(And before you ask, yes—this is total Sloan-bait for him to post HIS speech that he gave the next year to the BIG room at MSU, assuming he can find it on his hard drive.)
So, I love Tim Maly’s kickoff post: What’s a cyborg? It’s fun, revelatory, provocative, and it uses design to tell its tale. (You know I love that.) Tim laces the post with striking images, and he labels them: This is a cyborg. This is not a cyborg.
But I think he misses one.
Because this is a cyborg, too.
I’m not saying that because of the sampler on the pedestal or the vocoder attached to the microphone (although somebody could do a great #50cyborgs post about the recent robotization of pop vocals). I’m talking about the frame itself. About the image of a star on stage in front of 11 million people. About the digital distribution of that image to screens and eyeballs around the planet. And, most importantly, about the fact that Kanye West has the media muscles to make that happen.
Isn’t there such a thing as a media cyborg?
After you read Tim’s post, you start to see cyborgs all around you. It’s not just people with, you know, gun-legs; it’s anybody who uses a cell phone or wears contact lenses. It’s anybody who brings a tool really close in order to augment some capability.
Aren’t there people who have brought media that close? Aren’t there people who manipulate it, in all its forms, as naturally as another person might make a phone call, or speak, or breathe?
When you think of someone like Kanye West or Lady Gaga, you can’t think only of their brains and bodies. Lady Gaga in a simple dress on a tiny stage in a no-name club in Des Moines is—simply put—not Lady Gaga. Kanye West in jeans at a Starbucks is not Kanye West.
To understand people like that—and, increasingly, to understand people like us (eep!)—you’ve got to look instead at the sum of their brains, their bodies, the media they create, and the media created by others about them. All together, it constitutes a sort of fuzzy cloud that’s much, much bigger than a person.
This hits close to home for me. In fact, it’s the reason I do a lot of the things that I do. At some point in your life, you meet a critical mass of smart, fun, interesting people, and a depressing realization hits: There are too many. You’ll never meet all the people that you ought to meet. You’ll never have all the conversations that you ought to have. There’s simply not enough time.
You know those movie scenes where two characters miss each other by just a fraction of a second, and how it’s so frustrating to watch? You want to reach into the screen and go: Hey, stop! Just slow down. He’s coming around the corner! Well, that’s life—except in life, it’s multiplied a million-fold in every dimension. You can miss somebody not just by a second, but by a century. You can miss somebody not just by a couple of steps, but by the span of a continent.
Media evens the odds.
Media lets you clone pieces of yourself and send them out into the world to have conversations on your behalf. Even while you’re sleeping, your media —your books, your blog posts, your tweets—it’s on the march. It’s out there trying to making connections. Mostly it’s failing, but that’s okay: these days, copies are cheap. We’re all Jamie Madrox now.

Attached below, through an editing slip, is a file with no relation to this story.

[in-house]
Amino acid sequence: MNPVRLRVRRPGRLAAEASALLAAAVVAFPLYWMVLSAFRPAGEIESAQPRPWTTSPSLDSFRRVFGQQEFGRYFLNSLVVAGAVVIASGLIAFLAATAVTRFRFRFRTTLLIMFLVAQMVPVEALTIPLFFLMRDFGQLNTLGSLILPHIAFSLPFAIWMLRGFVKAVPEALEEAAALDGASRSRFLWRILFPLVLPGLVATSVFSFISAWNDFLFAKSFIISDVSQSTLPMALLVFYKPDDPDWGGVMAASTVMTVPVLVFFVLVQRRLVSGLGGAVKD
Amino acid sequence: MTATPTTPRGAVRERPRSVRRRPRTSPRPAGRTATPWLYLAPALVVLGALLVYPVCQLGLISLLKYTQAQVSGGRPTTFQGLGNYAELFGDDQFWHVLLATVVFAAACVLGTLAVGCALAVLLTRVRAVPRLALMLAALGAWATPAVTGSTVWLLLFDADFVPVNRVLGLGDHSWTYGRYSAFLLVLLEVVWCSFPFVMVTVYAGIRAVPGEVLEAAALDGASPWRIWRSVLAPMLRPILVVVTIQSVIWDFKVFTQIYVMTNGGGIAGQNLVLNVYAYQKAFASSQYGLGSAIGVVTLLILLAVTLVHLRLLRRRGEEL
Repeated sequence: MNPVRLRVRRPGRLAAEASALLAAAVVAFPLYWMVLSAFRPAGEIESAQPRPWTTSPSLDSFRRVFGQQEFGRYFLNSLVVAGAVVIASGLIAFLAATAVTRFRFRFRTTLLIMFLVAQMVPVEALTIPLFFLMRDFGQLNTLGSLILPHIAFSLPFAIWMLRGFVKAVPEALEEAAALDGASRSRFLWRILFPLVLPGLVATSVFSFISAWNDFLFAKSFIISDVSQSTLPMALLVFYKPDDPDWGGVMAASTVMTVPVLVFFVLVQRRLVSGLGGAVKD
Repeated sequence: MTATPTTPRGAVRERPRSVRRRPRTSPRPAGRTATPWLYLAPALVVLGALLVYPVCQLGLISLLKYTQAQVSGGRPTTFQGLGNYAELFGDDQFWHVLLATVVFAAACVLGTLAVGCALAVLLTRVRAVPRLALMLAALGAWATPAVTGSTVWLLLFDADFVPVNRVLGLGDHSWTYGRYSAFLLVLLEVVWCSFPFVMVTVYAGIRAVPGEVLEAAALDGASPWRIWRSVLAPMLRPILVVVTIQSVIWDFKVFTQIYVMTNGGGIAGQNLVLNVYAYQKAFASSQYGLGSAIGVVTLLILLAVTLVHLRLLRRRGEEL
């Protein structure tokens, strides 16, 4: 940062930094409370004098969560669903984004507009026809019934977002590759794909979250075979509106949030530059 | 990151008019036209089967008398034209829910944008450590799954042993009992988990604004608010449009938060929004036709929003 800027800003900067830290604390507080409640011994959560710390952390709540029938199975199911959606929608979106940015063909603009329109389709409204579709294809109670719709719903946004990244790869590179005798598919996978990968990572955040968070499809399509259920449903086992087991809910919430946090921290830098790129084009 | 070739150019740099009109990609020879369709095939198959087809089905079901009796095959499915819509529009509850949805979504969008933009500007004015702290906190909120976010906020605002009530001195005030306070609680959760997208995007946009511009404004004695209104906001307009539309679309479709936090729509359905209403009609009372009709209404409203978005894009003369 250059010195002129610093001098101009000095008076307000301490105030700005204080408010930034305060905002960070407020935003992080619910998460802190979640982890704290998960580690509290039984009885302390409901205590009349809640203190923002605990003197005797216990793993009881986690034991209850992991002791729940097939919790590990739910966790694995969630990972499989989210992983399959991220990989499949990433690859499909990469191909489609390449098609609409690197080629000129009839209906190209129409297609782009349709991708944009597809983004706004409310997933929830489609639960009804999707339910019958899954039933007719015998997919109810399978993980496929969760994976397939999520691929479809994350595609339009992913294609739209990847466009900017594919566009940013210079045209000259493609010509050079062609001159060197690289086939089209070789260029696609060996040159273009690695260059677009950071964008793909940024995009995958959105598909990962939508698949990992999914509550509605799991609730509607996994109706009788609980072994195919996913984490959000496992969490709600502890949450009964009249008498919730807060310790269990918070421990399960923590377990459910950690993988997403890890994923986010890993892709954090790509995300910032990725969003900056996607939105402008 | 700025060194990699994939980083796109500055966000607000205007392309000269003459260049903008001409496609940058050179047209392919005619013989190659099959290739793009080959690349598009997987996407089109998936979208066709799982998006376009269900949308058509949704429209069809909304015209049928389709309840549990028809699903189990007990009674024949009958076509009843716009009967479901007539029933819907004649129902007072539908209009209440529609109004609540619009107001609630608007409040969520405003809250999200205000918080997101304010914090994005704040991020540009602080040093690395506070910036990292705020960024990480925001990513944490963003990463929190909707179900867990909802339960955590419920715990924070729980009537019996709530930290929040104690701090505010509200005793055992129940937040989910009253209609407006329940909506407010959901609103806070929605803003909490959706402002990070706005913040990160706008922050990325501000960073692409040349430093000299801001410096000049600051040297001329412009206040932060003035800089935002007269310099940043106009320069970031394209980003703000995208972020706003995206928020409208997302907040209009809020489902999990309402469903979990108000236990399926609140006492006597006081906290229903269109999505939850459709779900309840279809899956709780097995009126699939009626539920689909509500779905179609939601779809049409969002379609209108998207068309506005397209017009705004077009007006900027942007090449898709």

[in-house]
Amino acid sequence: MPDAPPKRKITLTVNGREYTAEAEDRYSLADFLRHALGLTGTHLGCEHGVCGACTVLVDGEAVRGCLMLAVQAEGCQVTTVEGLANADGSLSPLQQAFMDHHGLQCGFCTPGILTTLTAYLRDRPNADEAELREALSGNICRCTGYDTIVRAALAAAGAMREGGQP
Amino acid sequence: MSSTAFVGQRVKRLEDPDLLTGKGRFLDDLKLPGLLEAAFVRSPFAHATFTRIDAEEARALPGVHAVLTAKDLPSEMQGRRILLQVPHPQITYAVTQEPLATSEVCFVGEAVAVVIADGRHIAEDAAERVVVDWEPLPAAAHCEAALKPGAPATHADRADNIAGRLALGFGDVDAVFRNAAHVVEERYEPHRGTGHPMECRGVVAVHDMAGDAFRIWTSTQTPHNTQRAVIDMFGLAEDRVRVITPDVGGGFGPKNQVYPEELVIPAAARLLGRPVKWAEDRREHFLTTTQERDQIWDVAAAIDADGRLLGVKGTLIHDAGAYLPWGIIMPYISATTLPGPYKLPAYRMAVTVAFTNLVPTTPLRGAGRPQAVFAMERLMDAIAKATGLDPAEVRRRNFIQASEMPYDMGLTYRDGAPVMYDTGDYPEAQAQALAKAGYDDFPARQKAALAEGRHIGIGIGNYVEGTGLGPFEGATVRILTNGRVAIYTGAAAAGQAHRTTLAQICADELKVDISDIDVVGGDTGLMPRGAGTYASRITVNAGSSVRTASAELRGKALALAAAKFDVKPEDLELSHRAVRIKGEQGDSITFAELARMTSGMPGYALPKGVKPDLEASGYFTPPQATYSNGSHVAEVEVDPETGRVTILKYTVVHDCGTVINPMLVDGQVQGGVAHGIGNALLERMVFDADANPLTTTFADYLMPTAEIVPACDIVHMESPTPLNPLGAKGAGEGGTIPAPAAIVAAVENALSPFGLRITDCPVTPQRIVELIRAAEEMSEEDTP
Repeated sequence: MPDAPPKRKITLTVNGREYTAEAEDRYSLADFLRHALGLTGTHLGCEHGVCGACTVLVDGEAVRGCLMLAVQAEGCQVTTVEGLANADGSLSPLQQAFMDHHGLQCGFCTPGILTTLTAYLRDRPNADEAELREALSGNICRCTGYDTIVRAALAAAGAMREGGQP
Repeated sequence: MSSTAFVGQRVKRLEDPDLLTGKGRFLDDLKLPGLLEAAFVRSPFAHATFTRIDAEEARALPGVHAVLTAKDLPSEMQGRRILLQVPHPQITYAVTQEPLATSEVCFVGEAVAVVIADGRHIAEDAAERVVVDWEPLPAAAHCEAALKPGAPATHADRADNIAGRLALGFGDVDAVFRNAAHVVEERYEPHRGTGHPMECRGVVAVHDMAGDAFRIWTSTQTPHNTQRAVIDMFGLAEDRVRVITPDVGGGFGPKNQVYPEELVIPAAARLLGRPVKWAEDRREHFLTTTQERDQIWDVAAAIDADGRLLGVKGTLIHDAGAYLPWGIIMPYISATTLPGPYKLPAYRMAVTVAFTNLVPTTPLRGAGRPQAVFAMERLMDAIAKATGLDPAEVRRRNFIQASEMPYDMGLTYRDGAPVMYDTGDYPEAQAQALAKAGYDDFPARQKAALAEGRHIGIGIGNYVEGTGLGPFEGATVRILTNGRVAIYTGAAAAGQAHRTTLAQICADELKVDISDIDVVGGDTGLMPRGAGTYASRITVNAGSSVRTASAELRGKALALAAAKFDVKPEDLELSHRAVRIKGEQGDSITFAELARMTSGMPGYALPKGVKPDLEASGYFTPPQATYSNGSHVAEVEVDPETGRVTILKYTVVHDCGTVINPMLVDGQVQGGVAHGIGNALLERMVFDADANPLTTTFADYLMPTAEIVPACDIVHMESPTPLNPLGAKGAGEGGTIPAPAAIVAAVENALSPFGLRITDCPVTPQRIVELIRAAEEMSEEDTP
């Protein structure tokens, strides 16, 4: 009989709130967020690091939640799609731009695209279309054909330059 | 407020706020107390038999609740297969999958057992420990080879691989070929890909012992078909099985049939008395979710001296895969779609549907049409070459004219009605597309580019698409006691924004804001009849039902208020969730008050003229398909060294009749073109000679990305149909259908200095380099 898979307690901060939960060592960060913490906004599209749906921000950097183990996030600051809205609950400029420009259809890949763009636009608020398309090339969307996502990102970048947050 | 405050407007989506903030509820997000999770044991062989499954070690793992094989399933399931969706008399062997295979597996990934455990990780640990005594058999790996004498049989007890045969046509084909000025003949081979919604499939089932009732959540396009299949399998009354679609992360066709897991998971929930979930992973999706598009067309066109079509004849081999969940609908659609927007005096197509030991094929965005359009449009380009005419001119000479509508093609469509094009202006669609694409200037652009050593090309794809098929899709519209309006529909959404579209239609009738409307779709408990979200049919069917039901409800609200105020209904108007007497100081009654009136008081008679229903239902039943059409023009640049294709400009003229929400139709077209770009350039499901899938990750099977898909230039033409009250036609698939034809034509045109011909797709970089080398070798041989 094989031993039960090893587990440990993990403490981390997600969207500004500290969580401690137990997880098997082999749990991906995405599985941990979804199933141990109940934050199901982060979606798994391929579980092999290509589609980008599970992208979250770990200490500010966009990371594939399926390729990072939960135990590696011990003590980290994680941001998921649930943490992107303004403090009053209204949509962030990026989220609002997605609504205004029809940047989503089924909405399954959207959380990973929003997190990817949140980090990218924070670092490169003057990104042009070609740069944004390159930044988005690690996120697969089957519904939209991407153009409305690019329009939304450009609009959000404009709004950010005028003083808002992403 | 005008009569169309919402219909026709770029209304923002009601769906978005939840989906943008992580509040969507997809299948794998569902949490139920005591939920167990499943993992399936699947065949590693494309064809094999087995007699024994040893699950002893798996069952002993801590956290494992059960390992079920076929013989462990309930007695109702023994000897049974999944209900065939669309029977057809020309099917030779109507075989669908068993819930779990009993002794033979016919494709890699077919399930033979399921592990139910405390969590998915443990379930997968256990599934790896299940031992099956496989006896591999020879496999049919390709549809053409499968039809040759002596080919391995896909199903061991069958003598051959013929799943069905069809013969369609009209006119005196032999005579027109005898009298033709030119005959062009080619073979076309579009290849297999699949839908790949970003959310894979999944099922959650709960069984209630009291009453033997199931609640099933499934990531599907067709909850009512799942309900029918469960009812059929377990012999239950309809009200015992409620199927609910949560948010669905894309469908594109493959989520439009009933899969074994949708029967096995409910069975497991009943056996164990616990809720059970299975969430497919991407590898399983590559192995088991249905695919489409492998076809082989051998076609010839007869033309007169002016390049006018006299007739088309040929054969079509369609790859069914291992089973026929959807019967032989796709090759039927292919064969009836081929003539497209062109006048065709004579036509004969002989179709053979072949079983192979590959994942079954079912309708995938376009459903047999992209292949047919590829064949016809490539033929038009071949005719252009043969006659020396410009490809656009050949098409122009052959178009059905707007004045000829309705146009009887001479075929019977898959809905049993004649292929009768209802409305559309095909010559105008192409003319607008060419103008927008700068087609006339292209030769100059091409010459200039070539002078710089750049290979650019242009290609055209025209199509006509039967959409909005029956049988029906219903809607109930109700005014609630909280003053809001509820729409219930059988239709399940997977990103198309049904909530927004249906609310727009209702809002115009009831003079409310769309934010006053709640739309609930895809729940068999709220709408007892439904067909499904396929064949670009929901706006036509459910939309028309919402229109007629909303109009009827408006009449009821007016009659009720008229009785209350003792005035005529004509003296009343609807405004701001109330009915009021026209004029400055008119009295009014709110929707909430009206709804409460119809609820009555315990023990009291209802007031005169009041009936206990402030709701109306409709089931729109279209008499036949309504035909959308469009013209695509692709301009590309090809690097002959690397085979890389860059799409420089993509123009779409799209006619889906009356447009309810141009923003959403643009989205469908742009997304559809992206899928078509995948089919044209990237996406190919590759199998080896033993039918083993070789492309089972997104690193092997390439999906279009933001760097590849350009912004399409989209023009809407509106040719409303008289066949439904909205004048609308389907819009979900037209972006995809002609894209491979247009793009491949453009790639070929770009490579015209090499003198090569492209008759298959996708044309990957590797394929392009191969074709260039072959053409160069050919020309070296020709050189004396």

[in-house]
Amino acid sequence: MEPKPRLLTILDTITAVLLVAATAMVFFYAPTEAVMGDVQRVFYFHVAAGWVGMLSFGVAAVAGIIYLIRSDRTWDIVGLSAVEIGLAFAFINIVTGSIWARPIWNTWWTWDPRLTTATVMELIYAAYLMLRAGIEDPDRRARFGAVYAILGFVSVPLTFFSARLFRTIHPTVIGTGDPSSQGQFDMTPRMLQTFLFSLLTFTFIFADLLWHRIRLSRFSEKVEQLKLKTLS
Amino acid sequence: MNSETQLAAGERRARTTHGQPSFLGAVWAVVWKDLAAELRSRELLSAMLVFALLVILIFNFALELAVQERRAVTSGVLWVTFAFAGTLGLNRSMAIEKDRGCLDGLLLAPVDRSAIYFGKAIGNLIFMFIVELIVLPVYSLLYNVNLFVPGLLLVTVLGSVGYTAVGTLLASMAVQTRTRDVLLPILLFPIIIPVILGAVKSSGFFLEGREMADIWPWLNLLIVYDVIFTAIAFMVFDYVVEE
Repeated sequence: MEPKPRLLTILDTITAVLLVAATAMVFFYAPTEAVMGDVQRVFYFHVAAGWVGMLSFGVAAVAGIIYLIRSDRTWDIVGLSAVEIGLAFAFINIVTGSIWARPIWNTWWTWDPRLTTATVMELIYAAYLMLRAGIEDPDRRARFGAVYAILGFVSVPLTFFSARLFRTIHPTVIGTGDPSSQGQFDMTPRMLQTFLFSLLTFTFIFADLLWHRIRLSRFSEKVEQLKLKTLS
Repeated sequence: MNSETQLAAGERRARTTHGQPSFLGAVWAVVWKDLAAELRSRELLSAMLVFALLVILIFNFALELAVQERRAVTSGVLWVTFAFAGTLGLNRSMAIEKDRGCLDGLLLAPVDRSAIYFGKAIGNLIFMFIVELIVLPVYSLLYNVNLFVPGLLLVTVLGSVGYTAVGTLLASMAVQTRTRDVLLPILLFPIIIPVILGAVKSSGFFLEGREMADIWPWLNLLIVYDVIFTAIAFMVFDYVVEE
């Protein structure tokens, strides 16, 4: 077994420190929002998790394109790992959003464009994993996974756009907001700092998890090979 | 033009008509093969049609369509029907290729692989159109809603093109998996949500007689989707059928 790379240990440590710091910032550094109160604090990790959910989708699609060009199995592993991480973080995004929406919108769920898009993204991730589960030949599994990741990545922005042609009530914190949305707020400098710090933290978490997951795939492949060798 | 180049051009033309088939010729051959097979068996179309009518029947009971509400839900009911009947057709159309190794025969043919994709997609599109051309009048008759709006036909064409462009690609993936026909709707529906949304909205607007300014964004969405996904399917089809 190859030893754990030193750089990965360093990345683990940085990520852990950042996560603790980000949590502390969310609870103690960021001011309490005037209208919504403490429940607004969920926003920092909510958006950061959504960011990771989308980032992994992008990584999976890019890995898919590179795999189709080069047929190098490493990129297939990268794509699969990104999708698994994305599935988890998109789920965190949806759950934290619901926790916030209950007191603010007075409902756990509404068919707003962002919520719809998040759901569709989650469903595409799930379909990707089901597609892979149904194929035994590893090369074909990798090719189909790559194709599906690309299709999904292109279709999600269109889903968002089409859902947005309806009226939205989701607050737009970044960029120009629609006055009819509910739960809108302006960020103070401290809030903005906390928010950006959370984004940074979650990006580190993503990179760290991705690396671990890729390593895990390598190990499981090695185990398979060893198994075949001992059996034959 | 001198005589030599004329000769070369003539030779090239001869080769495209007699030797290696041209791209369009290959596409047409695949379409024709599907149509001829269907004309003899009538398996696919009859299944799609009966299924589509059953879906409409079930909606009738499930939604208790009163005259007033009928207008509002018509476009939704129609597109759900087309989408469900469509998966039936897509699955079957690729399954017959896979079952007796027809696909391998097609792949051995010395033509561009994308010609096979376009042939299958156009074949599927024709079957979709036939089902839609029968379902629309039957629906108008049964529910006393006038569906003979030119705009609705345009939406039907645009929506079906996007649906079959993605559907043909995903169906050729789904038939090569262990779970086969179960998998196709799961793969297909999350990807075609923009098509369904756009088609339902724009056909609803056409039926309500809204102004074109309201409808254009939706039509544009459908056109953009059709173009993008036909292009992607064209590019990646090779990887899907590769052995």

Okay, let’s keep things in perspective. For most of us, even the blogotronic twitternauts of the Snarkmatrix, this platoon of posts is a relatively small part of who we are. But I’d argue that for an exceptional set of folks—the Kanyes, the Gagas, the Obamas—it is a crucial, even central, component.
Maybe that sounds dehumanizing, but I don’t think it ought to be. We’re already pretty sure that the mind is not a single coherent will but rather a crazy committee whose deliberations get smoothed out into the thing we call consciousness or identity or whatever. Use your imagination: what if some of that committee operates remotely? If 99.99% of the world will only ever encounter Kanye West through the bright arc of media that he produces—isn’t that media, in some important way, Kanye?
Again: I don’t think it’s dehumanizing. I don’t think it’s dystopian. Any cyborg technology has a grotesque extreme; there are glasses and there are contacts and there are these. So it’s like that with media, too. We all do this; we all use media every day to extend our senses and our spheres of influence. At some scale, sure, things gets weird, and you lose track of you, and suddenly you’re being choked to death by your own robotic arm. But way before you get to that point, you get these amazing powers:
- The power to reach beyond yourself, outward in space and forward in time.
- The power to have conversations—really rich, meaningful conversations—with more people than you could ever break bread with.
- And, increasingly, the power to get reports back from your little platoon—to see how your media is performing.
We’re all media cyborgs now.
P.S. Don’t miss Kevin Kelly’s contribution to #50cyborgs!
Paterson is a long poem in four parts — that a man in himself is a city, beginning, seeking, achieving and concluding his life in ways which the various aspects of a city may embody — if imaginatively conceived — any city, all the details of which may be made to voice his most intimate convictions. Part One introduces the elemental character of the place. The Second Part comprises the modern replicas. Three will seek a language to make them vocal, and Four, the river below the falls, will be reminiscent of episodes — all that any one man may achieve in a lifetime.
– William Carlos Williams, “Author’s Note” to Paterson